PARIS — French oil workers defied the government's demand Monday to get back to work and end fuel shortages, stepping up their fight against President Nicolas Sarkozy's retirement reforms, as youths faced off against riot police and truckers joined the protests.
Airlines, meanwhile, were told to drastically cut back their flights into France on Tuesday, when the next national street protests are planned, and severe disruptions to air travel, public transport, schools and other facilities are expected.
Strikers have blockaded a dozen French refineries and numerous oil depots in the last week as part of the widespread protests over Sarkozy's plan to raise the retirement age to 62, which the French Senate will debate on Wednesday.
Fearful motorists have flocked to gas stations in panic and found many empty, while aviation authorities told short-haul planes coming in from other European destinations to bring enough fuel to get back.
Striking workers piled up tires and set them ablaze Monday in front of a refinery at Grandpuits, east of Paris, after authorities issued a legal order insisting that some strikers reopen the facility. Workers said they would refuse, as curls of heavy black smoke wafted into the air.
Other employees and residents formed a “human chain” to prevent the refinery workers from entering the plant, and union leaders said they expected police to intervene.
Dozens of oil tankers remained stuck in the Mediterranean, anchored outside Marseille's two oil ports, where workers have been on strike for more than three weeks to protest a planned port reform as well as the retirement changes.
Prime Minister Francois Fillon pledged Sunday to do what's necessary to prevent fuel shortages, saying the government won't allow such shortages to hurt the French economy. The head of France's petroleum industry body said fuel reserves were “enough to keep us going for a few weeks.”
Jean-Louis Schilansky, president of the Petrol Industries Association, warned however that if the strikers continue to block fuel depots and if the nation's truckers join the movement, “then we will have a very big problem.”
Truckers did join the fray, staging organized slowdowns Monday aimed at snarling highway traffic. French TV showed images of cars and trucks on a “Snail Operation” — driving at a snail's pace on the main highway between Paris and the northern city of Lille, with red union flags waving out the windows.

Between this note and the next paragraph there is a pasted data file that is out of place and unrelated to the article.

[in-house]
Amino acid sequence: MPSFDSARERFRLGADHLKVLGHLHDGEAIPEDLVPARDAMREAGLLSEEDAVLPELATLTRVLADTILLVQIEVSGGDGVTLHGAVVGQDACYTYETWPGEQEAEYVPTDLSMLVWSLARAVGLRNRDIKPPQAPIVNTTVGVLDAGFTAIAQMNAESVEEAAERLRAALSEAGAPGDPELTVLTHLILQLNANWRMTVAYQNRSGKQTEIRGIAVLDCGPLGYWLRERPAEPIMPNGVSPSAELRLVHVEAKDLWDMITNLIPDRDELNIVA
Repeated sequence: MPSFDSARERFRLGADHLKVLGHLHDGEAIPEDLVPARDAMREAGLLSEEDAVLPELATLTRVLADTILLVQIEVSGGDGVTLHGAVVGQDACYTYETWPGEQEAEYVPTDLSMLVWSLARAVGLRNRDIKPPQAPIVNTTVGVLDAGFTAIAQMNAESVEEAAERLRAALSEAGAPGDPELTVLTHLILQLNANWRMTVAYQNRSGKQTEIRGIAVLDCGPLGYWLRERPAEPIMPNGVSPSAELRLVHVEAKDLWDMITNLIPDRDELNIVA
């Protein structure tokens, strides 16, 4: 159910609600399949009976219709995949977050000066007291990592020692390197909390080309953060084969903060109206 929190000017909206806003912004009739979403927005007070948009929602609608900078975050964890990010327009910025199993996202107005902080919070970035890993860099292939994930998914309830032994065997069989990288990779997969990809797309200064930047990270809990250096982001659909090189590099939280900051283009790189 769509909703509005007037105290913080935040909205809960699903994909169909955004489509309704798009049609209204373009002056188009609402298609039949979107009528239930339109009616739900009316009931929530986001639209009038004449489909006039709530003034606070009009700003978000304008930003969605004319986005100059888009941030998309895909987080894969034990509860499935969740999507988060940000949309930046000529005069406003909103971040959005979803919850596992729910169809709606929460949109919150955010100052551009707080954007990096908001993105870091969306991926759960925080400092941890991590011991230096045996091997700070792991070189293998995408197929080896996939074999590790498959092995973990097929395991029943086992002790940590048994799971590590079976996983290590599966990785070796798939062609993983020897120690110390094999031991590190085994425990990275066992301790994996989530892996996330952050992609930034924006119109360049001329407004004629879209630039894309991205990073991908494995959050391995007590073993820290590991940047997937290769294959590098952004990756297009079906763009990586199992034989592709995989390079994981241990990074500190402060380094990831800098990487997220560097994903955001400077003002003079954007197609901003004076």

The government opened a crisis coordination center Monday in the Interior Ministry, focusing on the conflict in the oil sector.
Countries across Europe are cutting spending and raising taxes to bring down record deficits and debts from the worst recession in 70 years. Labor leaders, students and civil servants are fighting back.
French youth burned tires and cars, set up blockades and clashed with riot police Monday outside some high schools in Paris and nearby suburbs.
Students from Lycee Joliot Curie in the Paris suburb of Nanterre tried to blockade their school, with about 100 facing off against police, who responded with rubber bullets. In all, 261 schools were blocked Monday, the education ministry reported.
Rail unions, which have been on strike since early last week, have prolonged their walkouts through Tuesday to coincide with more than 200 street protests — the sixth nationwide protests in about a month.
Union leaders also called for support strikes from other sectors, including energy, postal workers and private commerce, as well as from employees at Eurotunnel, which runs freight and passengers under the English Channel to London.
France's DGAC civil aviation authority ordered airlines to cancel 50 percent of their flights Tuesday out of Paris' Orly airport, and 30 percent at other airports nationwide, including Paris' largest airport, Charles de Gaulle. Most disruptions were expected to hit short- and medium-haul flights.
Airport operator ADP said strikes by oil workers at Charles de Gaulle had already begun causing some delays on Monday. Spokesman Jerome Landras said travelers should contact their airline to check on flight details.
Train traffic also continued to suffer from the nearly weeklong strike. France's SNCF railway operator said about half its high-speed TGV trains had been canceled Monday, but traffic on the Eurostar between Paris and London was normal.
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